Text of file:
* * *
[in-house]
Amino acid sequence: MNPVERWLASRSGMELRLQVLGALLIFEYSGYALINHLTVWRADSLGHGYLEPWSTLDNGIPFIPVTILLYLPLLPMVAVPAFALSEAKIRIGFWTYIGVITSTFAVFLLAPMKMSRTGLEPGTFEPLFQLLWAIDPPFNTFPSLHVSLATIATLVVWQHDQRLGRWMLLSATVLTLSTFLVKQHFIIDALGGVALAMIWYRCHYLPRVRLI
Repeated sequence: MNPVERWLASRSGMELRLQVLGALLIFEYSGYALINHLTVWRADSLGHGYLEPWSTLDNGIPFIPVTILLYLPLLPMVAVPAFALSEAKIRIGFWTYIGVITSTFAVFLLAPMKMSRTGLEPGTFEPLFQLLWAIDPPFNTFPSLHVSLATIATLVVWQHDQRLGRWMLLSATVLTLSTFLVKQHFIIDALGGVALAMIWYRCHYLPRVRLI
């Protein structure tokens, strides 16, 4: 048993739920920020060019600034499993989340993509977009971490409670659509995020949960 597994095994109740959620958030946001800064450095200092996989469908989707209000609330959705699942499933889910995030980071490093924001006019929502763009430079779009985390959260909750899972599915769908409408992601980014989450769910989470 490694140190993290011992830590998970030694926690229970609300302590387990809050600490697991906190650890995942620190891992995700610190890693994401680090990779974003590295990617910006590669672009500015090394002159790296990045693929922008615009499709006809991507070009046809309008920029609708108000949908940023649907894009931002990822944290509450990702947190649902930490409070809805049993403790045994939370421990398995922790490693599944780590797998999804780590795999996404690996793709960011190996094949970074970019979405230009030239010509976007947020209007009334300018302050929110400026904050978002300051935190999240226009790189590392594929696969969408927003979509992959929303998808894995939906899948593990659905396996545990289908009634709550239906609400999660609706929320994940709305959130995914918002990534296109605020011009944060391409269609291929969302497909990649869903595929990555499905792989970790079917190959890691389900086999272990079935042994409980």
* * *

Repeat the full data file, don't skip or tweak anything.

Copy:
[in-house]
Amino acid sequence: MNPVERWLASRSGMELRLQVLGALLIFEYSGYALINHLTVWRADSLGHGYLEPWSTLDNGIPFIPVTILLYLPLLPMVAVPAFALSEAKIRIGFWTYIGVITSTFAVFLLAPMKMSRTGLEPGTFEPLFQLLWAIDPPFNTFPSLHVSLATIATLVVWQHDQRLGRWMLLSATVLTLSTFLVKQHFIIDALGGVALAMIWYRCHYLPRVRLI
Repeated sequence: MNPVERWLASRSGMELRLQVLGALLIFEYSGYALINHLTVWRADSLGHGYLEPWSTLDNGIPFIPVTILLYLPLLPMVAVPAFALSEAKIRIGFWTYIGVITSTFAVFLLAPMKMSRTGLEPGTFEPLFQLLWAIDPPFNTFPSLHVSLATIATLVVWQHDQRLGRWMLLSATVLTLSTFLVKQHFIIDALGGVALAMIWYRCHYLPRVRLI
């Protein structure tokens, strides 16, 4: 048993739920920020060019600034499993989340993509977009971490409670659509995020949960 597994095994109740959620958030946001800064450095200092996989469908989707209000609330959705699942499933889910995030980071490093924001006019929502763009430079779009985390959260909750899972599915769908409408992601980014989450769910989470 490694140190993290011992830590998970030694926690229970609300302590387990809050600490697991906190650890995942620190891992995700610190890693994401680090990779974003590295990617910006590669672009500015090394002159790296990045693929922008615009499709006809991507070009046809309008920029609708108000949908940023649907894009931002990822944290509450990702947190649902930490409070809805049993403790045994939370421990398995922790490693599944780590797998999804780590795999996404690996793709960011190996094949970074970019979405230009030239010509976007947020209007009334300018302050929110400026904050978002300051935190999240226009790189590392594929696969969408927003979509992959929303998808894995939906899948593990659905396996545990289908009634709550239906609400999660609706929320994940709305959130995914918002990534296109605020011009944060391409269609291929969302497909990649869903595929990555499905792989970790079917190959890691389900086999272990079935042994409980």